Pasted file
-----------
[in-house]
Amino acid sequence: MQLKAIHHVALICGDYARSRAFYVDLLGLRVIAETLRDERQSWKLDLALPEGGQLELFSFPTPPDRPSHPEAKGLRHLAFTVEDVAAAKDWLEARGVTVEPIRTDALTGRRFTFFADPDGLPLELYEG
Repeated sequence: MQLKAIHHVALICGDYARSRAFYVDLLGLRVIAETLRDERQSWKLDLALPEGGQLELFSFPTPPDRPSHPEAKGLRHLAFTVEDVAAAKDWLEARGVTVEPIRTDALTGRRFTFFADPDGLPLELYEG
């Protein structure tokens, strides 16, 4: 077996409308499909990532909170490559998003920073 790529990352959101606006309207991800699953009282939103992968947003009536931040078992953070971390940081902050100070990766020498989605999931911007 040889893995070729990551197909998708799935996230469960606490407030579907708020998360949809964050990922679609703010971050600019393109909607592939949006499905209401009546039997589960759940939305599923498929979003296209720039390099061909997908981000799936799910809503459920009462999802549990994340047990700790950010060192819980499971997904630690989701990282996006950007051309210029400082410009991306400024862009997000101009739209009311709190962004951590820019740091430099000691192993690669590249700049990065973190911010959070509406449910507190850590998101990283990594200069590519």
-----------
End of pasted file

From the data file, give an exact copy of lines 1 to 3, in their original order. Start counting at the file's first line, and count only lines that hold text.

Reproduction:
[in-house]
Amino acid sequence: MQLKAIHHVALICGDYARSRAFYVDLLGLRVIAETLRDERQSWKLDLALPEGGQLELFSFPTPPDRPSHPEAKGLRHLAFTVEDVAAAKDWLEARGVTVEPIRTDALTGRRFTFFADPDGLPLELYEG
Repeated sequence: MQLKAIHHVALICGDYARSRAFYVDLLGLRVIAETLRDERQSWKLDLALPEGGQLELFSFPTPPDRPSHPEAKGLRHLAFTVEDVAAAKDWLEARGVTVEPIRTDALTGRRFTFFADPDGLPLELYEG